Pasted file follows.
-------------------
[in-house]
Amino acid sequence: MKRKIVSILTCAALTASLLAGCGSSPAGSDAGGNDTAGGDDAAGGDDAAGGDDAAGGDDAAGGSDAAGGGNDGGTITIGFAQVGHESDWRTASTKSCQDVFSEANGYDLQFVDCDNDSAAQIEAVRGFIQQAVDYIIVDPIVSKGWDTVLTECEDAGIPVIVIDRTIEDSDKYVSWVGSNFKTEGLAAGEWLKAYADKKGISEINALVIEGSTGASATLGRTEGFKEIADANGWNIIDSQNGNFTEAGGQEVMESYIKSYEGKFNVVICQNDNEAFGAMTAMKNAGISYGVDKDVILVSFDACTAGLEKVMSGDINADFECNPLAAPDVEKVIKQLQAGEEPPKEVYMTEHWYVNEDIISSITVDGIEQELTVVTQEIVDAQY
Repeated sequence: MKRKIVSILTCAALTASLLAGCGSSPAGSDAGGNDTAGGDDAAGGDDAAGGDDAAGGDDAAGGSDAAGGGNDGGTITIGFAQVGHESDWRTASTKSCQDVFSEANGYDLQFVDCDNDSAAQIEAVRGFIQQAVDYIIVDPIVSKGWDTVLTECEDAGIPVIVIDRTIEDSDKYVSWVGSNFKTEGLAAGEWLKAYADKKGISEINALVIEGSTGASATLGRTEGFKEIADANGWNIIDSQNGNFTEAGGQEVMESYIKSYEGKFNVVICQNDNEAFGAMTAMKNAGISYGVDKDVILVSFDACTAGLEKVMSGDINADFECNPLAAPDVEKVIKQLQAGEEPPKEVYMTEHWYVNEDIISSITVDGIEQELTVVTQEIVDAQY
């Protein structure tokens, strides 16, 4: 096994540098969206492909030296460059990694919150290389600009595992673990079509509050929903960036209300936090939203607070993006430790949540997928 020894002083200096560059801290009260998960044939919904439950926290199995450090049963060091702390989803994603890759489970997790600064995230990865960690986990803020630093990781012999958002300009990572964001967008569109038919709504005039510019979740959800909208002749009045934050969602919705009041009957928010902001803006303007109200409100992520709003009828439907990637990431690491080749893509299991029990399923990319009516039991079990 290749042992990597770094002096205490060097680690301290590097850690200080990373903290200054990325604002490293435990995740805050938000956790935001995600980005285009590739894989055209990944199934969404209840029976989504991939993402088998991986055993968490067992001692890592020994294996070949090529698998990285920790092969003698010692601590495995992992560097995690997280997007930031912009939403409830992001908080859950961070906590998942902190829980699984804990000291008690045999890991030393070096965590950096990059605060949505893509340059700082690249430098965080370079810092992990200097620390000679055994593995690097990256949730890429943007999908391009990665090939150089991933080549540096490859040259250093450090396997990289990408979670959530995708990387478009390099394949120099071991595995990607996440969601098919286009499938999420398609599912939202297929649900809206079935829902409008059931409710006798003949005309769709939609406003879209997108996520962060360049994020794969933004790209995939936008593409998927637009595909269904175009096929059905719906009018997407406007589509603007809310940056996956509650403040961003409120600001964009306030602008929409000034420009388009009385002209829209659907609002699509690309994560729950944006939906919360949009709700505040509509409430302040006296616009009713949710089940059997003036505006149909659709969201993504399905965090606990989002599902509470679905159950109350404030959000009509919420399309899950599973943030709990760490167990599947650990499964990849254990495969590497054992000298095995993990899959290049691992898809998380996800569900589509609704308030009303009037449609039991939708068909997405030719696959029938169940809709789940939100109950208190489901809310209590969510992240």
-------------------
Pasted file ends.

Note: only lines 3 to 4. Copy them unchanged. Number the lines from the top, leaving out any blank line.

Repeated sequence: MKRKIVSILTCAALTASLLAGCGSSPAGSDAGGNDTAGGDDAAGGDDAAGGDDAAGGDDAAGGSDAAGGGNDGGTITIGFAQVGHESDWRTASTKSCQDVFSEANGYDLQFVDCDNDSAAQIEAVRGFIQQAVDYIIVDPIVSKGWDTVLTECEDAGIPVIVIDRTIEDSDKYVSWVGSNFKTEGLAAGEWLKAYADKKGISEINALVIEGSTGASATLGRTEGFKEIADANGWNIIDSQNGNFTEAGGQEVMESYIKSYEGKFNVVICQNDNEAFGAMTAMKNAGISYGVDKDVILVSFDACTAGLEKVMSGDINADFECNPLAAPDVEKVIKQLQAGEEPPKEVYMTEHWYVNEDIISSITVDGIEQELTVVTQEIVDAQY
């Protein structure tokens, strides 16, 4: 096994540098969206492909030296460059990694919150290389600009595992673990079509509050929903960036209300936090939203607070993006430790949540997928 020894002083200096560059801290009260998960044939919904439950926290199995450090049963060091702390989803994603890759489970997790600064995230990865960690986990803020630093990781012999958002300009990572964001967008569109038919709504005039510019979740959800909208002749009045934050969602919705009041009957928010902001803006303007109200409100992520709003009828439907990637990431690491080749893509299991029990399923990319009516039991079990 290749042992990597770094002096205490060097680690301290590097850690200080990373903290200054990325604002490293435990995740805050938000956790935001995600980005285009590739894989055209990944199934969404209840029976989504991939993402088998991986055993968490067992001692890592020994294996070949090529698998990285920790092969003698010692601590495995992992560097995690997280997007930031912009939403409830992001908080859950961070906590998942902190829980699984804990000291008690045999890991030393070096965590950096990059605060949505893509340059700082690249430098965080370079810092992990200097620390000679055994593995690097990256949730890429943007999908391009990665090939150089991933080549540096490859040259250093450090396997990289990408979670959530995708990387478009390099394949120099071991595995990607996440969601098919286009499938999420398609599912939202297929649900809206079935829902409008059931409710006798003949005309769709939609406003879209997108996520962060360049994020794969933004790209995939936008593409998927637009595909269904175009096929059905719906009018997407406007589509603007809310940056996956509650403040961003409120600001964009306030602008929409000034420009388009009385002209829209659907609002699509690309994560729950944006939906919360949009709700505040509509409430302040006296616009009713949710089940059997003036505006149909659709969201993504399905965090606990989002599902509470679905159950109350404030959000009509919420399309899950599973943030709990760490167990599947650990499964990849254990495969590497054992000298095995993990899959290049691992898809998380996800569900589509609704308030009303009037449609039991939708068909997405030719696959029938169940809709789940939100109950208190489901809310209590969510992240």